As John Foyston observes, Asheville did one thing right in winning--outright, I certainly hope--it's second BeerCity USA online poll: it excited the netizens.
I expected this year's competition to die the painful death of embarrassment--after last year's debacle, surely the craft beer world would have seen the absurdity of the exercise. (In the '09 edition, Portland rallied in the final moments, but host Charlie Papazian wouldn't offer the Rose City sole possession of the title; like a kindergarten teacher, he allowed Asheville to share the win.) Charlie Papazian is a giant in the beer world, and I celebrate his contributions with gusto. But holding an online poll to identify an annual "BeerCity" is not among his greatest achievements. He held the poll open for two months last year, and a paltry 15,000 people voted. A city like Chicago could sneeze and produce more than 15,000 votes. Obviously, this ain't a big deal among good-beer folks.
And therein lies the rub: it could be. Charlie has done a great job of promoting craft beer in the US, with impressive promotions like the just-completed Craft Beer Week. It creates a focal point for breweries to host events and raise awareness about craft brewing. In other words, during Craft Beer Week, the rest of the country does it's best Beervana impression. That's good.
However, one of the biggest functional barriers to the psychic growth of craft brewing is that it remains a mostly local phenomenon. For cities where there isn't a lot of brewing activity, Craft Beer Week doesn't provide an opportunity for much juice. So instead, Charlie should designate a different city BeerCity USA every year. Then, in the months leading up to Craft Beer Week, that city would be the object of a lot of national attention. The designee, working in conjunction with the Brewers Association and other breweries nationwide, could create a slate of events that really showcased craft beer. The local papers would get behind it, the mayor could make a show of it, and so on.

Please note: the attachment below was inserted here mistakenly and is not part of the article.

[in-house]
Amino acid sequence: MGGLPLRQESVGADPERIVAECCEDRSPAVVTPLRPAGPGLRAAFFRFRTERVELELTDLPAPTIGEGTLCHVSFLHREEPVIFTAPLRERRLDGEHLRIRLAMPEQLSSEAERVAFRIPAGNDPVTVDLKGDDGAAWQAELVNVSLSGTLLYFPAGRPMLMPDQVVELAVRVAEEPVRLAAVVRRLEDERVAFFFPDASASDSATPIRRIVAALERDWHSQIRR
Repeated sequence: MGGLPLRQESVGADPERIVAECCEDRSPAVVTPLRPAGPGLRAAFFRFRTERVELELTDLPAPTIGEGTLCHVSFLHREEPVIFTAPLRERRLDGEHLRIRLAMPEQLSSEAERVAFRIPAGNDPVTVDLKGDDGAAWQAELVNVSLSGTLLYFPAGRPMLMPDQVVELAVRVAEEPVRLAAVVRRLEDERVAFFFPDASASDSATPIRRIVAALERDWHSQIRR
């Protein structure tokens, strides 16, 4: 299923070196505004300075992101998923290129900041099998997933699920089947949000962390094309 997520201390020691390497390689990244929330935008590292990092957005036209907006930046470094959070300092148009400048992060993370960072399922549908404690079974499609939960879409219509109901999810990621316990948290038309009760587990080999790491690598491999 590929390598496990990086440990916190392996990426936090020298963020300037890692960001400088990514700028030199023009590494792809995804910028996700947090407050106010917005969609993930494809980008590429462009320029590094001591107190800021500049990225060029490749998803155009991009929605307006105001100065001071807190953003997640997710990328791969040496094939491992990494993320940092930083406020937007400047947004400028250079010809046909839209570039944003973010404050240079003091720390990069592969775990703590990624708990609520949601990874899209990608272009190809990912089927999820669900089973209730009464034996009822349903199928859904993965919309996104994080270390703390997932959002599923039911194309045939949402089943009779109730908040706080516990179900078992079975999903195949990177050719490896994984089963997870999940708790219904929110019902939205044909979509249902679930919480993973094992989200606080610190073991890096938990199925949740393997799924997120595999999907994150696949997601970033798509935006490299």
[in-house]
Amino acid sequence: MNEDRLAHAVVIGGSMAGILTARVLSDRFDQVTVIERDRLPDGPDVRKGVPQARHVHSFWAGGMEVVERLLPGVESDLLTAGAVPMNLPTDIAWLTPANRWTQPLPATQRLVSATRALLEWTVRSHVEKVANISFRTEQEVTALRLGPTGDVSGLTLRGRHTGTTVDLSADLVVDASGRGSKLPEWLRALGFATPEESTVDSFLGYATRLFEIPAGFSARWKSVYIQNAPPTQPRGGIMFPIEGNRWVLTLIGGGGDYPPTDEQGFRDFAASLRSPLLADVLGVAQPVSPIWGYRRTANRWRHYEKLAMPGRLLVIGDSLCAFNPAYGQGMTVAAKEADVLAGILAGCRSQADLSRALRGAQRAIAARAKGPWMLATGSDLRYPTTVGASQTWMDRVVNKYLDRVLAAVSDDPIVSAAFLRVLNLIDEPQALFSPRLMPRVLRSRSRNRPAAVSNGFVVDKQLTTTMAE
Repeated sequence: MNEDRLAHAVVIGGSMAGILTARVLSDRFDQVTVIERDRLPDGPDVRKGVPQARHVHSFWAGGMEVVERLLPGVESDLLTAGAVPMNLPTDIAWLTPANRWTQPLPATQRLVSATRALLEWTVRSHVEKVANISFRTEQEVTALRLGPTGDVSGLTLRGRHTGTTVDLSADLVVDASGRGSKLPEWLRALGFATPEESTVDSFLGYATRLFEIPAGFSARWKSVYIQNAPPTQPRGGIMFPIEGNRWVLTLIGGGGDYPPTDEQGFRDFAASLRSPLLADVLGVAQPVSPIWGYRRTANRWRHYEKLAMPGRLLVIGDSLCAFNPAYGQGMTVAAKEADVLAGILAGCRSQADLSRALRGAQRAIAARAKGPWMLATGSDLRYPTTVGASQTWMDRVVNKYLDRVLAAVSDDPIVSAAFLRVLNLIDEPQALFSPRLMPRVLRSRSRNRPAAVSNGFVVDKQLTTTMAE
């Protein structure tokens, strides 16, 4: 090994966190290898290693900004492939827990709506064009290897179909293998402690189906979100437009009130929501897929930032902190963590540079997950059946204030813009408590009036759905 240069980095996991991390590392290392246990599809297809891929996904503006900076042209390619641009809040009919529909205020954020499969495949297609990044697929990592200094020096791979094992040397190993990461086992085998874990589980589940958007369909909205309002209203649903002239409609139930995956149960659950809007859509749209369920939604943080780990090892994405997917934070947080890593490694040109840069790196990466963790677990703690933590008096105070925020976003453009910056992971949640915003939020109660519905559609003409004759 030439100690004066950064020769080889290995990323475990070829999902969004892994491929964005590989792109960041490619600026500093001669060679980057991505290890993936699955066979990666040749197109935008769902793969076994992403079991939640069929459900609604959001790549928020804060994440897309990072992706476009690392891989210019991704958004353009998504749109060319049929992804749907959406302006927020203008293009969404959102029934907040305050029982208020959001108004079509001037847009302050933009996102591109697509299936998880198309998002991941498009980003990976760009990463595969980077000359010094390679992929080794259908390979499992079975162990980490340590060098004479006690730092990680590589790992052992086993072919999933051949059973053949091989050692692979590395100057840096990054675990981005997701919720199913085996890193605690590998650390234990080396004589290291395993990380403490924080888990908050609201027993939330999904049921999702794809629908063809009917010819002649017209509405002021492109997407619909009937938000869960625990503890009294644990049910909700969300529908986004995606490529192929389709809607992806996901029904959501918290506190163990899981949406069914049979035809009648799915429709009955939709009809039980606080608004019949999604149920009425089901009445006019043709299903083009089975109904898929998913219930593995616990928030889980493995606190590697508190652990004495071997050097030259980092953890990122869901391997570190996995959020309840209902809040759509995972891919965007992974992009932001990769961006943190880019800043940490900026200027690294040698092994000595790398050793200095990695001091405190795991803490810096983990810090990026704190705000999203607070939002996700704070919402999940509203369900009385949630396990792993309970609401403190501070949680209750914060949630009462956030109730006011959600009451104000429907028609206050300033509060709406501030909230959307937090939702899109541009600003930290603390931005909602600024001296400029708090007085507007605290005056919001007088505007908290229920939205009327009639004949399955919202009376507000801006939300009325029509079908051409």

Such a system would have the side benefit of showcasing that city to the rest of the country. I know Philly's a great beer city, but I don't really know why. If it were BeerCity USA (or better yet, Beer City), I'd hear a lot about it in the weeks leading up to Craft Beer week. Every town has its idiosyncrasies, and this would allow us to learn them. Over time, we'd have a far better sense of the country's local scenes.
Despite how silly I think the current poll is, the virtue is obvious: Asheville, a city on exactly no one's radar 18 months ago, is now known to have a hardcore fan base for its nine breweries--a critical threshold for a strong beer culture. Going forward, I'd like there to be a new Asheville every year. And I'd really like to see the poll die.